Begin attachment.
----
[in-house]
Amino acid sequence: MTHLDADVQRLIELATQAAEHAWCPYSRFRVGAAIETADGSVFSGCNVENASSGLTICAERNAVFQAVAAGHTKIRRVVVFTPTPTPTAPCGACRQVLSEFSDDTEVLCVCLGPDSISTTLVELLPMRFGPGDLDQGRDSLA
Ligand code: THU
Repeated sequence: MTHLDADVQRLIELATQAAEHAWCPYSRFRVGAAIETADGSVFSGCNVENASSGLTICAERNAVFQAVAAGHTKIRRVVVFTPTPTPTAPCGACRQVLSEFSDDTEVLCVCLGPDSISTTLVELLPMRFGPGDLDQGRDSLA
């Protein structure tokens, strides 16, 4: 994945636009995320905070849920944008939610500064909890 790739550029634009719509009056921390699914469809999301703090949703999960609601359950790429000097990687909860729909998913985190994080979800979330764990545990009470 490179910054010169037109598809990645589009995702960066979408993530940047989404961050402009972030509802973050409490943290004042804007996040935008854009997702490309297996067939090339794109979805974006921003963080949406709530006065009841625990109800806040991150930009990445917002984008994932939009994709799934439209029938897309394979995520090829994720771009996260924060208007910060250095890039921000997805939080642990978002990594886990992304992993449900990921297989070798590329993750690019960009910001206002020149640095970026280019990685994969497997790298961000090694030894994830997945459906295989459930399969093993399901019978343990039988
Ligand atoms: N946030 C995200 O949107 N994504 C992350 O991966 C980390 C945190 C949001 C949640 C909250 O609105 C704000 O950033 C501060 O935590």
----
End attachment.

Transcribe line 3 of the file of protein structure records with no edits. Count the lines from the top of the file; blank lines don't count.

Ligand code: THU